I am in an auditorium with 200 other people, staring into a stranger’s eyes, and I am crying.

As part of our Science of Mindfulness and Self-Compassion workshop, clinical psychologist Shauna Shapiro had asked participants to turn to the person next to them and imagine all her pain—her struggles and losses, her sorrows and setbacks.

I’d done mindfulness and compassion practices before, of course, but this was different. This was visceral.

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And that’s exactly the point, explained Shapiro and her co-presenter, psychologist Kristin Neff. Self-compassion isn’t an intellectual exercise, where we fight the self-critical thoughts in our heads with logical arguments for self-acceptance. Rather, it’s a warm, loving, connected attitude and feeling—one that exists in our bodies as well as our minds.

In imagining my partner’s pain, I was practicing compassion, and Neff doesn’t see much difference between compassion and self-compassion. She defines self-compassion as treating ourselves the way we would treat a friend who is suffering. In her framework, this involves three steps:

  • Mindfulness: Being aware of our suffering, without becoming overwhelmed by it.
  • Common humanity: Recognizing that our suffering is part of the human experience, connecting us to others.
  • Self-kindness: Caring for ourselves when we suffer, by soothing our pain and offering ourselves understanding.

“Ultimately, what we’re practicing with self-compassion is what do I need in this moment, and can we give ourselves what we need?” said Neff.

We can pause and take a self-compassion break whenever we encounter difficulty. But we can’t do so mechanically. As Neff explained, we have to search for the words that elicit a softening in our bodies—the ones that feel right. Those can be different for different people:

  • Mindfulness: You might say to yourself, “This is a moment of suffering” or “This is hard.”
  • Common humanity: You might say to yourself, “Suffering is part of life” or “I’m not alone” or “Everyone has their own struggles.”
  • Self-kindness: You might say to yourself, “May I be kind to myself” or even “I’m sorry, darling.”

In those moments of self-pity or self-judgment, Neff also recommends using a loving gesture toward yourself, like putting both hands on your heart, holding your stomach, or giving yourself a hug. Again, the feeling is more important than any specific step—to you, some of these gestures may feel awkward or downright uncomfortable, others just right. The key is to experiment and figure out which one brings you a sense of comfort and warmth.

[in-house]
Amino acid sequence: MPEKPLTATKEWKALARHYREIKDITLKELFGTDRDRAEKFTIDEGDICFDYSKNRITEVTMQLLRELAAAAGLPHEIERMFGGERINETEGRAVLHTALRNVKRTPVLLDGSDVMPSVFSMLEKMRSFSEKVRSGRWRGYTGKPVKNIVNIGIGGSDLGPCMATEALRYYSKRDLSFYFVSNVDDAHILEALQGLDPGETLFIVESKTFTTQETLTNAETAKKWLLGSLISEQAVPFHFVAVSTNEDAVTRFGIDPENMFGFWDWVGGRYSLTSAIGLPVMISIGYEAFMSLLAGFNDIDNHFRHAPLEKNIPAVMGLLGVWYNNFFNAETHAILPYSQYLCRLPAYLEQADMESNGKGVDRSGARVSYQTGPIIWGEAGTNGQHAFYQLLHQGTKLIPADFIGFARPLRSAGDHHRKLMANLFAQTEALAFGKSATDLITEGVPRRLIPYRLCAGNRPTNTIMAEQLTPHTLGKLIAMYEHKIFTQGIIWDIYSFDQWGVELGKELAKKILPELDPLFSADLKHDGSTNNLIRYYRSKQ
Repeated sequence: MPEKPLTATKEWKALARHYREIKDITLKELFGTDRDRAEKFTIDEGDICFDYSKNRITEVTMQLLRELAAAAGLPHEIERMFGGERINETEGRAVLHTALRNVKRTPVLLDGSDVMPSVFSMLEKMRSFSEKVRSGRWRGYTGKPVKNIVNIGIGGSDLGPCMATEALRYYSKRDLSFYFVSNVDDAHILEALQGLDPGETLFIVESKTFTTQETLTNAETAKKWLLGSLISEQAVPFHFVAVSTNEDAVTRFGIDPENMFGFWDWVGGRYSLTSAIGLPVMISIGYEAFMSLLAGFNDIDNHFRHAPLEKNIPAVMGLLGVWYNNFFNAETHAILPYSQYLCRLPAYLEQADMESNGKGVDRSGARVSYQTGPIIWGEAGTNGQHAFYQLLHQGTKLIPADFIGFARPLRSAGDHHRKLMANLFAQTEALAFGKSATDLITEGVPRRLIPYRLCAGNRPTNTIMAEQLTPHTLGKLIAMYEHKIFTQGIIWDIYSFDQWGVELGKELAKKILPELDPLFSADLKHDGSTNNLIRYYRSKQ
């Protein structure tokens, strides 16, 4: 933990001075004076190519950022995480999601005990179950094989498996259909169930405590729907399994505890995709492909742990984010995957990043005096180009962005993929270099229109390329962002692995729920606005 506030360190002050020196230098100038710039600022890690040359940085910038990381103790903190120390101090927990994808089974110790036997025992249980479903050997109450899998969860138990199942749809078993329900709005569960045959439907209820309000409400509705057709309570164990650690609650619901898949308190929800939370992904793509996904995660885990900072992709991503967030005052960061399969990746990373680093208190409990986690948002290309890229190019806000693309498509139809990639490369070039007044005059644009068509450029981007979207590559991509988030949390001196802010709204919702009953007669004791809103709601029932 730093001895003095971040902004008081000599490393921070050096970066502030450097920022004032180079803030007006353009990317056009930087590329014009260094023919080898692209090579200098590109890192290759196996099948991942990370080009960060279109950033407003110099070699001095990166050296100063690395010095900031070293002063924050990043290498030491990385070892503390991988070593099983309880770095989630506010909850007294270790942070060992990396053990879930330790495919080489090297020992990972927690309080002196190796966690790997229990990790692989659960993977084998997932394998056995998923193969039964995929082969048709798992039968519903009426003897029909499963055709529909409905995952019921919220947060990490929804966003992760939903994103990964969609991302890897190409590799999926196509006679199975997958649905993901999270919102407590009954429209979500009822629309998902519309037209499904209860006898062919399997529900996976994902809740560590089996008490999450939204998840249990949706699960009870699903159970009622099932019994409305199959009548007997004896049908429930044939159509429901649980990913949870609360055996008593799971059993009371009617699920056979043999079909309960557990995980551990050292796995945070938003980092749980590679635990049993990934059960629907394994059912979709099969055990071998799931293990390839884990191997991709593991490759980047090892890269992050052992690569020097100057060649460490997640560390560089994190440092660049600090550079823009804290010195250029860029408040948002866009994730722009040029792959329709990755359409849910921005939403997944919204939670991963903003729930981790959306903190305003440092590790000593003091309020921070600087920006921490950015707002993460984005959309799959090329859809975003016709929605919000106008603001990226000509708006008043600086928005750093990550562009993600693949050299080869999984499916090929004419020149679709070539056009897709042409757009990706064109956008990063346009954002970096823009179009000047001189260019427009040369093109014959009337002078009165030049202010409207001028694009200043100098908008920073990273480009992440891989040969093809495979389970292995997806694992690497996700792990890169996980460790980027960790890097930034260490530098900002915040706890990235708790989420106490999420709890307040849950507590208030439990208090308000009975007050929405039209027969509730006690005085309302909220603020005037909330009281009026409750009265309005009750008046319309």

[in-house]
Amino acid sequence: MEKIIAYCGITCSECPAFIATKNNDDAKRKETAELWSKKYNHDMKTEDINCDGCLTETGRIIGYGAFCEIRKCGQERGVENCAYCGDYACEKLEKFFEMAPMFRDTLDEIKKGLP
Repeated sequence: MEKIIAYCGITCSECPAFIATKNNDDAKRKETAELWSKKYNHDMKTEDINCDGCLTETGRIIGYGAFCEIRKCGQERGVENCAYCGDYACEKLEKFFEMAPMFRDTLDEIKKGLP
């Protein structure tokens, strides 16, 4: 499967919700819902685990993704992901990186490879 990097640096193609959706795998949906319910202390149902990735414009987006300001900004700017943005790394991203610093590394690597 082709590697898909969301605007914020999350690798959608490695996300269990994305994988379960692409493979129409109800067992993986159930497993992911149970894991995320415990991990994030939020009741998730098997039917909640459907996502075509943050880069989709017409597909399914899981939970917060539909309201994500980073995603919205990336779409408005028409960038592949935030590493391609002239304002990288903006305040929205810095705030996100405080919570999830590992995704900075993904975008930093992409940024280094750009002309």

Although more research has been done on the effects of compassion on the body and brain, some studies are beginning to show the impact of self-compassion. For example, a brand-new study found that practicing self-compassion dampens our stress response in the face of an overwhelming task, as measured by higher heart rate variability (the variation in time between heartbeats, with higher levels associated with better health and emotional regulation).

  • Self-Compassionate Letter

    This exercise asks you to write a letter to yourself expressing compassion for an aspect of yourself that you don’t like.

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So, what does self-compassion actually feel like?

Neff recalled giving in to self-pity one day as she watched her autistic son on the playground, banging repeatedly on a slide rather than playing nicely like the other (seemingly perfect) kids. When she remembered to treat herself with compassion, she felt this warm wave of connection and community—the realization that all parents struggle in different ways with their children. This helped her to feel closer to them, rather than separated.

By calming our bodies, Neff believes, self-compassion can serve the people around us. Because we’re social creatures, we pick up on the emotions of others—the subtle body language and facial cues that slip through even when we’re trying to hide them. Someone who exudes calm and warmth rather than harshness and distress can spread that calm to others.

Not all self-compassion feels warm and fuzzy, though. Neff believes that self-compassion has a yin and a yang. The yin is its comforting, soothing form, where we validate our pain and acknowledge our difficulties. The yang is the more motivating form of self-compassion, where we protect ourselves or provide for others—generating feelings of fierceness and strength.

At the conference, I began to feel a little silly crying in public—at a work event, no less. But my partner had started crying, too. And based on the sniffles I heard around me, we weren’t alone.

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